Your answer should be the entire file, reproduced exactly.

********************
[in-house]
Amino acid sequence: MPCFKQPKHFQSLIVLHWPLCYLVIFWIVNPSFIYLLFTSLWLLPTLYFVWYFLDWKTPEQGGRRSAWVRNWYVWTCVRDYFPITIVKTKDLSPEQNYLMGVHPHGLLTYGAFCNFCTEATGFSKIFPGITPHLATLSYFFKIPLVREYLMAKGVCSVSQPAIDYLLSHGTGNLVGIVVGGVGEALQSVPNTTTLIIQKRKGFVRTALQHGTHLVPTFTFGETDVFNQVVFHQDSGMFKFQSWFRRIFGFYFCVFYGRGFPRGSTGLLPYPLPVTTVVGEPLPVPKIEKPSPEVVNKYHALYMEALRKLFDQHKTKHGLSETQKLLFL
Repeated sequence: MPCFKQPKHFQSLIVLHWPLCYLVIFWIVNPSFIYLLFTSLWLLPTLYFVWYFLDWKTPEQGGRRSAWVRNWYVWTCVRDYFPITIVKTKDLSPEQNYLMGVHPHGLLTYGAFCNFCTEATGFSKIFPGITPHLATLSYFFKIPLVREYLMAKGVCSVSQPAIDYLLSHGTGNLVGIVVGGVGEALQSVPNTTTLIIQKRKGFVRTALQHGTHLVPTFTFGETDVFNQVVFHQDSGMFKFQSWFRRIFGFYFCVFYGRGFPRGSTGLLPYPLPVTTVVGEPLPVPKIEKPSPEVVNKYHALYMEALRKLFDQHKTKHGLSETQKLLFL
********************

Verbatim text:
[in-house]
Amino acid sequence: MPCFKQPKHFQSLIVLHWPLCYLVIFWIVNPSFIYLLFTSLWLLPTLYFVWYFLDWKTPEQGGRRSAWVRNWYVWTCVRDYFPITIVKTKDLSPEQNYLMGVHPHGLLTYGAFCNFCTEATGFSKIFPGITPHLATLSYFFKIPLVREYLMAKGVCSVSQPAIDYLLSHGTGNLVGIVVGGVGEALQSVPNTTTLIIQKRKGFVRTALQHGTHLVPTFTFGETDVFNQVVFHQDSGMFKFQSWFRRIFGFYFCVFYGRGFPRGSTGLLPYPLPVTTVVGEPLPVPKIEKPSPEVVNKYHALYMEALRKLFDQHKTKHGLSETQKLLFL
Repeated sequence: MPCFKQPKHFQSLIVLHWPLCYLVIFWIVNPSFIYLLFTSLWLLPTLYFVWYFLDWKTPEQGGRRSAWVRNWYVWTCVRDYFPITIVKTKDLSPEQNYLMGVHPHGLLTYGAFCNFCTEATGFSKIFPGITPHLATLSYFFKIPLVREYLMAKGVCSVSQPAIDYLLSHGTGNLVGIVVGGVGEALQSVPNTTTLIIQKRKGFVRTALQHGTHLVPTFTFGETDVFNQVVFHQDSGMFKFQSWFRRIFGFYFCVFYGRGFPRGSTGLLPYPLPVTTVVGEPLPVPKIEKPSPEVVNKYHALYMEALRKLFDQHKTKHGLSETQKLLFL